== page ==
TAMPA, FL — Meteorologists at the National Hurricane Center are keeping a close watch on a tropical wave in the Atlantic Ocean that is showing some promise of developing more over the next five days.
As of Thursday afternoon, the system of “disorganized cloudiness and showers” extended from the Cabo Verde Islands off the west coast of Africa southwestward across the Atlantic. “Slow development is possible over the next several days,” the center wrote in its 2 p.m. July 27 Tropical Weather Outlook report. The system is moving in a westerly direction at roughly 5 to 10 mph. Forecasters have given the disturbance about a 30 percent chance of forming more over the next 5 days.
Should the system develop enough to earn a name, it would be called Emily. The storm would be the fifth named of the 2017 Atlantic hurricane season, which runs through Nov. 30.
Although it’s still too early to tell if the latest disturbance will have an impact on Florida, or any part of the U.S. coastline, it stands as a reminder of the need to be prepared, especially with the peak of hurricane season yet to come.
Season’s Peak On The Horizon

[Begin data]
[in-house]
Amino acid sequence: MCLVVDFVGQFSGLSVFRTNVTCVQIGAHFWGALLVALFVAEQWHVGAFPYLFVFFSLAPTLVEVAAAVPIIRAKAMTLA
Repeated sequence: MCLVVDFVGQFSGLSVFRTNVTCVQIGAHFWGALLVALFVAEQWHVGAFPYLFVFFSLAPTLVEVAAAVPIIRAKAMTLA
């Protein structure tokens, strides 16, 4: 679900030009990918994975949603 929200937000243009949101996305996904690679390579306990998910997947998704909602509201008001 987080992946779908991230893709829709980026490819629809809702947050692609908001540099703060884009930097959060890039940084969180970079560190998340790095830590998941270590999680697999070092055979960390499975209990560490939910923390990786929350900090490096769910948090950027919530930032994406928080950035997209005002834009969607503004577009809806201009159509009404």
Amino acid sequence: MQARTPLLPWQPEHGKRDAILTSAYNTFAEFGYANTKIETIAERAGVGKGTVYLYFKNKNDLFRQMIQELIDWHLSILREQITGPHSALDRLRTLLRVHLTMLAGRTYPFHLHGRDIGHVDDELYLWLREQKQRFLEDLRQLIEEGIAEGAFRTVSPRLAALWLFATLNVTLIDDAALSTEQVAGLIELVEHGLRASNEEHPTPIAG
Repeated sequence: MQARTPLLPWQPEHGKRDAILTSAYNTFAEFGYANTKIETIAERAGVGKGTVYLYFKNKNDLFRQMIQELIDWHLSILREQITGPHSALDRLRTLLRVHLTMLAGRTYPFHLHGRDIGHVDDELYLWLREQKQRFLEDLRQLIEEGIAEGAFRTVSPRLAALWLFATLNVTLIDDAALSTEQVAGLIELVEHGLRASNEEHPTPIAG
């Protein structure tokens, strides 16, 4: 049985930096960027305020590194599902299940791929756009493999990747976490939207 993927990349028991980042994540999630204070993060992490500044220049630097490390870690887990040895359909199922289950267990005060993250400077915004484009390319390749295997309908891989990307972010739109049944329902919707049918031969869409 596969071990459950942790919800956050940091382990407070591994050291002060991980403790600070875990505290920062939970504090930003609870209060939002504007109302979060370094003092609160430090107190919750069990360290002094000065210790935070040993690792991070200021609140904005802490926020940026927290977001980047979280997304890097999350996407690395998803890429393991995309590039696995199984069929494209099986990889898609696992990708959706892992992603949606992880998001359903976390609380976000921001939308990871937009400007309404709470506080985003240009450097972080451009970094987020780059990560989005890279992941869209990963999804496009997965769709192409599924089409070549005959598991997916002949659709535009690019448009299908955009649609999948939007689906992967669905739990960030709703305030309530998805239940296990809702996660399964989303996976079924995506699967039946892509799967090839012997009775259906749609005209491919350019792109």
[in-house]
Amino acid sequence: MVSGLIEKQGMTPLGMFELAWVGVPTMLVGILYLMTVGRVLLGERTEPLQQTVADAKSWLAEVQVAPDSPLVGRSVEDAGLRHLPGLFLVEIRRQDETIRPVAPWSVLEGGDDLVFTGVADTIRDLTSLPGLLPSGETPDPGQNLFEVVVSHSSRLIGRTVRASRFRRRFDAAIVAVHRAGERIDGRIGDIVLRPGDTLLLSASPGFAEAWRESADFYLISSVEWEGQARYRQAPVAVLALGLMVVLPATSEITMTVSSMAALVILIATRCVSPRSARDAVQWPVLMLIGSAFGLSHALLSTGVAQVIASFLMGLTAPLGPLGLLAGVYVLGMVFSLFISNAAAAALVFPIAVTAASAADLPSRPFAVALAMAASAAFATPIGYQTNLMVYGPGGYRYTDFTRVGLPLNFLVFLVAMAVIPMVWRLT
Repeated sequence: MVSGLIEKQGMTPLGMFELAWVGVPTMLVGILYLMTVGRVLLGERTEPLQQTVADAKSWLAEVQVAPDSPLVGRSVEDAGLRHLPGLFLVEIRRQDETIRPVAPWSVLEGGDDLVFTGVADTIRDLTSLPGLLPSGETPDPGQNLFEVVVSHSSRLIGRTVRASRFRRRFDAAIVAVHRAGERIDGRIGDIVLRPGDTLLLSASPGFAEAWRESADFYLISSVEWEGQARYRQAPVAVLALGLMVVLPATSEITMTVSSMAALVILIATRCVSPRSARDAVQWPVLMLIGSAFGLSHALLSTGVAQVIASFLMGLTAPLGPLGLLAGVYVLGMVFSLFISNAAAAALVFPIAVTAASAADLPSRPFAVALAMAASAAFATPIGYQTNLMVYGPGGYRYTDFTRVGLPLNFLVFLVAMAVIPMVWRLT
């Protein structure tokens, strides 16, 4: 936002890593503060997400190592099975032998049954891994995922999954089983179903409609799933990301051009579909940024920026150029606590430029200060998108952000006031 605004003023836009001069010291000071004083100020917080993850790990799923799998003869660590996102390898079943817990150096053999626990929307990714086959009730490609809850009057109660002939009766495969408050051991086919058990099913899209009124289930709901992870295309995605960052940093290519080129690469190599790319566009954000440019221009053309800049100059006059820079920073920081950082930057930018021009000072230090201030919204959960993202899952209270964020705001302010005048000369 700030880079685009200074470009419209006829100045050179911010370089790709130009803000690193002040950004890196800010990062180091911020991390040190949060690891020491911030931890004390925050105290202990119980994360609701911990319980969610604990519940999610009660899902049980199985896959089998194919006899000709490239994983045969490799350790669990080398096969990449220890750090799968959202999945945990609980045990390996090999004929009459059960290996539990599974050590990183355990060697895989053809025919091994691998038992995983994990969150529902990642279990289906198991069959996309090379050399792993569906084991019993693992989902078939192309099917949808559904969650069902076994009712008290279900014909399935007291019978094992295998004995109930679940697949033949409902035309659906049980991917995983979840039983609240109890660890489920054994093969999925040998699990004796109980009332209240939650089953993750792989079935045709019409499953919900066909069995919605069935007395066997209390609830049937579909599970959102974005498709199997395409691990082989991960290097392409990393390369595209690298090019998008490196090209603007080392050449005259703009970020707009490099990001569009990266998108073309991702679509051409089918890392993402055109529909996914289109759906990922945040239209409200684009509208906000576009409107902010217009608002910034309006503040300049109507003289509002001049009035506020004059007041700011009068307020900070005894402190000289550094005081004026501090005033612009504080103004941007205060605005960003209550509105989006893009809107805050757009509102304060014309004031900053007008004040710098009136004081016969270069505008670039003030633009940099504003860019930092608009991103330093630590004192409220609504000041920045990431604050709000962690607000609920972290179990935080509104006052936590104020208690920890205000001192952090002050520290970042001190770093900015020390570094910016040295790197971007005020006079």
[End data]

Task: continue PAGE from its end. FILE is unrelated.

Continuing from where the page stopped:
Hurricane season technically lasts from June 1 to Nov. 30, but forecasters call the period between mid-August and mid-October the “season within the season.” This eight-week stretch “is often the most active and dangerous time for tropical cyclone activity,” according to the National Oceanic and Atmospheric Administration.
The peak is historically responsible for major spikes in tropical weather activity, NOAA said. In fact, it accounts for roughly 78 percent of all tropical storm days on record. It is also the period when 87 percent of the category 1 and 2 hurricane days on record occurred. In addition, this period is responsible for “a whopping 96 percent of the major (category 3, 4 and 5) hurricane days.”
So, what makes this eight-week stretch so…